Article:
By Terrence McCoy
By Allie Conti
By Chuck Strouse
By Scott Fishman
By Terrence McCoy
By Ryan Yousefi
By Ciara LaVelle, Kat Bein, Carolina Del Busto, and Liz Tracy
By Pepe Billete
To the untrained ear, that loud rushing sound in the air last week may have been mistaken for Hurricane Isabel's final gusts swooping past Miami. Listen more closely. It was actually the turbulence created by two massive press corps passing in the night, a whirl of snapping camera shutters and frantic notepad scribbling. One pack of reporters stalked Bennifer, that two-headed celebrity union of Ben Affleck and Jennifer Lopez. The other chased Billary, the equally formidable power couple of Bill and Hillary Clinton. Or rather they chased Billary's tactical stand-in -- presidential aspirant Wesley Clark, who parachuted into South Florida for his debut campaign appearance.
Both camps were equally dismissive of each other. Clark's chroniclers held themselves up as keepers of the sacred journalistic flame in a debased world, pointing melodramatically to the arrest of People magazine Miami correspondent Don Sider -- widely respected for his Vietnam War photography for Time magazine, now nabbed for trespassing at Affleck's Georgia compound. Going undercover for the scoop on Affleck and Lopez's nuptials was certainly a long way from covering the Tet offensive.
Those on the J.Lo beat, however, sneered right back at the local mob that greeted Clark, wondering just who were the truly starstruck fans. At least Lopez's admirers realized the object of their fascination was a carefully manufactured product. No such awareness surrounded the hundreds who flocked to Clark's September 18 visit to Hollywood's Deli Den. Indeed in the hours preceding Clark's arrival, at least one of his most devoted boosters seemed to be literally hallucinating.
"This isn't my car," Aaron Dickerson stammered to Kulchur over his cell phone, standing dumbfounded in the middle of the Deli Den's parking lot. The 26-year-old behind the Florida for Clark Website -- one of dozens of such national sites feeding the "Draft Clark" movement -- had driven straight from Tallahassee upon hearing that his man had formally announced his presidential bid. Twenty-four hours later, side-by-side with the faithful, Dickerson was still buzzing, but his lack of sleep was beginning to show.
"It's been a hectic couple of days," he explained giddily while on his way to fetch the phone number for Clark's press secretary from his car. Then he stopped short. "This isn't my car," he repeated, as if trying to work out a difficult math theorem. "I mean, these are my keys, but this isn't my car."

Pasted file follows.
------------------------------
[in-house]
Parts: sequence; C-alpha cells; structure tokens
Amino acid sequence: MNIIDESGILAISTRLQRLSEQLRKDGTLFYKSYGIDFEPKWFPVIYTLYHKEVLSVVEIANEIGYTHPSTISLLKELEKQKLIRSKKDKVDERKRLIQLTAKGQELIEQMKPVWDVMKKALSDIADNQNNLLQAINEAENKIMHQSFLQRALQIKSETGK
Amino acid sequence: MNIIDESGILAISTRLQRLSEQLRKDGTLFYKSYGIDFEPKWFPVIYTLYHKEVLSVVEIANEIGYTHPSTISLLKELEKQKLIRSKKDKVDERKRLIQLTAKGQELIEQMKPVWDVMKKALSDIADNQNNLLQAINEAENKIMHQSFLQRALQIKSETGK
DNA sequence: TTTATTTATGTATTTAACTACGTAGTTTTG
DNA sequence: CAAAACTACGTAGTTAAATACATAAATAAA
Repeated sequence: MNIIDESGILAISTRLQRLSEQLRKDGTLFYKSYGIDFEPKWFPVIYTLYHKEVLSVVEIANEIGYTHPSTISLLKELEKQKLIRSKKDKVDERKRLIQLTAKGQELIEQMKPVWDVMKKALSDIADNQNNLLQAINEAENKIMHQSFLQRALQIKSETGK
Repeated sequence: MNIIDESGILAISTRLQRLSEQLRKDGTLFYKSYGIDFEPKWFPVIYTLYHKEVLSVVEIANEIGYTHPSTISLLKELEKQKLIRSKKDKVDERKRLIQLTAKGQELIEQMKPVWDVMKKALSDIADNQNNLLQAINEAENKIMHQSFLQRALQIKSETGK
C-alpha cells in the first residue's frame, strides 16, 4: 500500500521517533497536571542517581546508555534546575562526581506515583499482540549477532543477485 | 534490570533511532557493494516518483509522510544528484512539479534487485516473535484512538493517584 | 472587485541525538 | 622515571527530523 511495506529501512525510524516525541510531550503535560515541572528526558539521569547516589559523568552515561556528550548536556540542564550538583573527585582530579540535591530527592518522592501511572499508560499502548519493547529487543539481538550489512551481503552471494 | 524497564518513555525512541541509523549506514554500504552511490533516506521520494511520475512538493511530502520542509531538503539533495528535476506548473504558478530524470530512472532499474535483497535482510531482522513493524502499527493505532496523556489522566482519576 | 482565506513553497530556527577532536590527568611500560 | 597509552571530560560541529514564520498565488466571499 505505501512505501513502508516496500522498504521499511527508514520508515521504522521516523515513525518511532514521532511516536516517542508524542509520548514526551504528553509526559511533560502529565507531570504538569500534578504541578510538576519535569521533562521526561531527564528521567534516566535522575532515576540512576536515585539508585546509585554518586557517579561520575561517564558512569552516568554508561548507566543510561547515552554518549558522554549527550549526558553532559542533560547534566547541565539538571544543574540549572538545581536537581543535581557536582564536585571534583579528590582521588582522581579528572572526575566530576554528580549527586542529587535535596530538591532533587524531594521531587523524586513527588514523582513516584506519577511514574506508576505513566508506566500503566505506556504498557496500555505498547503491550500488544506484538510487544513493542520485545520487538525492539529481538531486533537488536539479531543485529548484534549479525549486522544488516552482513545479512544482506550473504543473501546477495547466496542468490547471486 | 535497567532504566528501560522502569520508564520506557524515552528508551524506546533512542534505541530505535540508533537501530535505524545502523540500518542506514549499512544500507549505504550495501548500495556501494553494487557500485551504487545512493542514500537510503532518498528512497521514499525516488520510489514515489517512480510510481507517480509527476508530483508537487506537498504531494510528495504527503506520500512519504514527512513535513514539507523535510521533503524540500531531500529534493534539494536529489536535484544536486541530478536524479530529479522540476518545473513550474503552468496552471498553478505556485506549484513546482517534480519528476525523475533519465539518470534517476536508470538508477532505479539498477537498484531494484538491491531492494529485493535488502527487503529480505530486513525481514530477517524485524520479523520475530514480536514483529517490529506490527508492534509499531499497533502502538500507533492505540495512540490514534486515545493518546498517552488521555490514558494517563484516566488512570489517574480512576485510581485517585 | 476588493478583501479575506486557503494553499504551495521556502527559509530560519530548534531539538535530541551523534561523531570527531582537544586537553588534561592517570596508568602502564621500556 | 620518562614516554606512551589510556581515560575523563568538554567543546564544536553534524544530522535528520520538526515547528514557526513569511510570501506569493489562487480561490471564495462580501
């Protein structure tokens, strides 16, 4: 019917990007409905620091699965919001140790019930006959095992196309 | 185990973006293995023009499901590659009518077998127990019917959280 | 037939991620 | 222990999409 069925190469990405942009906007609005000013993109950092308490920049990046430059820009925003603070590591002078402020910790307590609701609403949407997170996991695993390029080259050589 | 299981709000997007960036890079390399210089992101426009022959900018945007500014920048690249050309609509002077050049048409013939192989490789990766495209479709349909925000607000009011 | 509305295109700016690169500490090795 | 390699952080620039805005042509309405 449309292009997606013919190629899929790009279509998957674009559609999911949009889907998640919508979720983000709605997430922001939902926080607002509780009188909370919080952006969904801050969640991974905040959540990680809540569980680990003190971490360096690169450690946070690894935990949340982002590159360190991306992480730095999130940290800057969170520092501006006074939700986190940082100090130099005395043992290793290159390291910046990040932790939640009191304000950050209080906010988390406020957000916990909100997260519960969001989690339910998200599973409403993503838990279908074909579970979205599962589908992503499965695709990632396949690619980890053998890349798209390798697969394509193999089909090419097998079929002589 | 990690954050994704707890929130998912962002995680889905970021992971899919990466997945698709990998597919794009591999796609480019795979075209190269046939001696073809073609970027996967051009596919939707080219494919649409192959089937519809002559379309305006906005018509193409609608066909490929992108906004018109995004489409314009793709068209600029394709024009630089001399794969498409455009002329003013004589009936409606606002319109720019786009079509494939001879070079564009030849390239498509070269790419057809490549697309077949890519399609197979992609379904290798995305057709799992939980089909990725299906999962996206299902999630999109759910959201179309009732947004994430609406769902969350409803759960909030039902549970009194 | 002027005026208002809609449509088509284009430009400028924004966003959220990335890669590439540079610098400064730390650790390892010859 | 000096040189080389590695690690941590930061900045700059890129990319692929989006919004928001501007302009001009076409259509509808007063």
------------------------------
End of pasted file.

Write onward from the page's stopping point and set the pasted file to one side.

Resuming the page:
Um, Aaron, maybe you should get some rest.
"Not tonight," he laughed. "Maybe by Saturday I'll be able to go to bed, but definitely not tonight!"
It was tough trying to pin down why Dickerson and much of the crowd drawn to the Deli Den were so lightheaded. Certainly it wasn't Clark's actual positions that proved so enticing. On Dickerson's Website, under the section "Clark on the Issues," was the cryptic message: Information Coming Soon. Not that Clark himself had much help to offer. That same day his own official campaign Website's "Issues" page was also blank.
Yes, Clark had already announced he was pro-choice, wanted health insurance for all, and favored repealing President Bush's tax cuts for the wealthy. But then, so did the nine other Democratic candidates gunning for their party's 2004 presidential nomination.
Instead Clark's appeal seemed based on something less tangible: People, especially disaffected Democrats, love a man in a uniform. If only one would arrive to lambaste President Bush over Iraq and the still-glaring lack of homeland security. Such a man could even continue Bush's exact defense policies, as long as he pronounced the correct buzzwords, spoke of "multilateralism," praised "international alliances," and posed as a warrior-statesman to Bush's cowboy.
Enter retired General Clark, a West Point graduate and Rhodes Scholar, a Purple Heart and Silver Star veteran of fighting in Vietnam, and eventually the commander of NATO forces in the air war to oust Slobodan Milosevic's Serbian forces from Kosovo -- he appeared to have stepped straight out of a vintage Frank Capra film. To buy into the fantasy, all folks at the Deli Den had to hear was Clark thunder, "What are we doing in Iraq, Mr. President? What are we going to do now that we are there?"
Never mind that Clark criticized Bush's "endless occupation" of Iraq while still rejecting any change of course. As he wrote in his London Timescolumn this past July: "The cost of this mission will be measured in years, tens of billions of dollars, and dozens more soldiers' lives lost. But failure will be more expensive, and a premature pullout will exacerbate regional conflict and undercut the War on Terror." The words are interchangeable with Bush's.
Yet here was a way for even the most diehard peacenik to come to grips with the post-9/11 world and admit that Bush may have a point -- to acknowledge that America is at war with radical Islamists, to concede that there just might be a difference between Osama bin Laden and John Ashcroft -- without ever admitting as much out loud.
Even Michael Moore, a staunch Ralph Nader supporter in 2000, had drunk the Kool-Aid. "Michael Moore likes a general?I never thought I'd write those words," the Bowling for Columbine director mused in an open letter. "But desperate times call for desperate measures.... Take the plunge, General Clark!"